Nintendo is a polarizing entity in the tech market. On one hand, the corporation is a highly experimental one; developing and selling devices with revolutionary quirks to an unsuspecting generation. On the other hand, the company has shown to be rather slow when it comes to embracing new and innovative ideas like the ones that helped its competition stay ahead of it.

It’s this juxtaposition that fuels many debates between fans of the company and naysayers across many online chat rooms. Is the company a clever innovator that the market can rely on for change?

Or is it just too conceited with making smaller yet supplemental moves?

Unbelievably, the answer may prove as juxtaposed as the company’s dilemma. The truth about the Japanese tech giant is that it’s neither moving forward nor backward in the console market. Instead, Nintendo is merely reinventing the wheel with its hardware to appeal to gamers both new and old.

The moment Nintendo made history

When Nintendo decided its future lied in console gaming, the company managed to reignite the spark of a dying Western industry following a devastating market crash. It did so by bringing its console the Nintendo Entertainment System (NES) to Western storefronts in 1985 and it went on to set new standards for hardware and software.

Soon afterward, other Japanese companies like SEGA and Sony followed suit with their own offerings and a new console generation was at hand. But along the way, Nintendo seemingly began to wind down on innovation and focused on refining the technology that helped it to set industry standards. The company even shied away from other standards that other companies had ushered, though not completely.

Nintendo’s dirty little secret

During the early 2000s, the minds at Nintendo had an epiphany that would change the company’s integral gaming business moving forward. The company realized it could no longer supply the market with conventional gaming devices. But at the same time, it also realized its gaming concepts of the past still had significant value to the market.

Therefore, it would redevelop its patents to yield new features to integrate into its newer consoles and handhelds. In fact, it would go as far as to design these devices around those features in hopes of providing consumers with new and memorable experiences.

Nintendo’s greatest hits and misses

This all started in the seventh console generation with the Nintendo DS handheld and Wii console. The handheld featured a design akin to Nintendo’s popular Game & Watch electronic games, complete with dual screens. The top screen showed the main gameplay while the lower screen provided touch-based and stylus-based controls for interactivity for in-game elements. Unsurprisingly, the handheld was a roaring success on the market and did so simply with an old concept.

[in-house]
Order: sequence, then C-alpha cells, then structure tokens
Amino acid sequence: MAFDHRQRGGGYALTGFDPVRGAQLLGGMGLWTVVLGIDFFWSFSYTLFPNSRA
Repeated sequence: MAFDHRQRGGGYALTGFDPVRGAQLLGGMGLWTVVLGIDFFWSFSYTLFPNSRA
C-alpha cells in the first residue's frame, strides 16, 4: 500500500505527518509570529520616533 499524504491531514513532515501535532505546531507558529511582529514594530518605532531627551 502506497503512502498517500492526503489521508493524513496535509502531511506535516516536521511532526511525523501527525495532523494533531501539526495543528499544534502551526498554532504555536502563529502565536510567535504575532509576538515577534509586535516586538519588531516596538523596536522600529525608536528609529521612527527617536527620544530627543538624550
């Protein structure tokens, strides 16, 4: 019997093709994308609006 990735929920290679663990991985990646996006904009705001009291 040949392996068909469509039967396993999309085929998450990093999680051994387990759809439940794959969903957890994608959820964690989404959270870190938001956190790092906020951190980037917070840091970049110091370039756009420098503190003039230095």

The Wii was just as successful but more surprisingly so. It featured a design that prioritized motion control centric gameplay. This too was part of a patent that Nintendo had already dabbled in across previous console generations. However, what made the Wii different was its peripheral that made the best use of this feature in the form of a remote control.

Like its peripheral predecessors, the Wii Remote wasn’t perfect but it worked for the most part and helped the somewhat graphically weak underdog outsell its competitors. It even went on to become the highest-selling console in the company’s history.

However, while Nintendo’s not-so-new approach to console gaming seemed like an instant home run for the company in some instances, there was also an unexpected miss.

That was the eight generation console the Nintendo Wii U.

This time, Nintendo opted for a basic console with a not-so-basic peripheral in the form of a tablet that could stream Video Games from the TV to its screen. Nintendo had done something similar with the GBA link but that involved tethering the Game Boy Advance handheld to the GameCube console. The results were the reverse since it brought the GBA titles to the TV.

Unfortunately, this revived concept wasn’t properly communicated to consumers due to an incredibly poor marketing campaign and the Wii U faltered. The sales of the console were quite abysmal and the library was left thin after third parties began pulling their software support out in response.

Retrospectively, the Wii U remains a huge embarrassment to the Nintendo company to this very day.

Now in the current ninth generation, we have the Nintendo Switch with a design that’s basically a combination of concepts taken from both its predecessors. Despite its complex design that combines a tablet with two detachable controllers and a dock, it’s incredibly intuitive and the message is more clear. Once again, Nintendo has struck gold as sales of the Switch have been sustainably meteoric since launch and may continue to rise throughout its life cycle.

It’s by this point that many have come to realize that Nintendo’s strategy is pretty much hit and miss. However, the big takeaway from this is that the company can find massive success in doing so.

Hence, Nintendo doesn’t always need to push the envelope with innovation and that’s why it seems slow when it comes to embracing new ideas.


Ultimately, Nintendo has struck a middle ground that serves its needs greatly for the most part. To the naysayers who argue that the tech giant isn’t innovative, the truth is it’s still evolving but strictly in its own niched way. And while it’s not possible for the company to perpetuate this trick for decades to come, the bright side is the company can still learn from its mistakes and does embrace new trends eventually.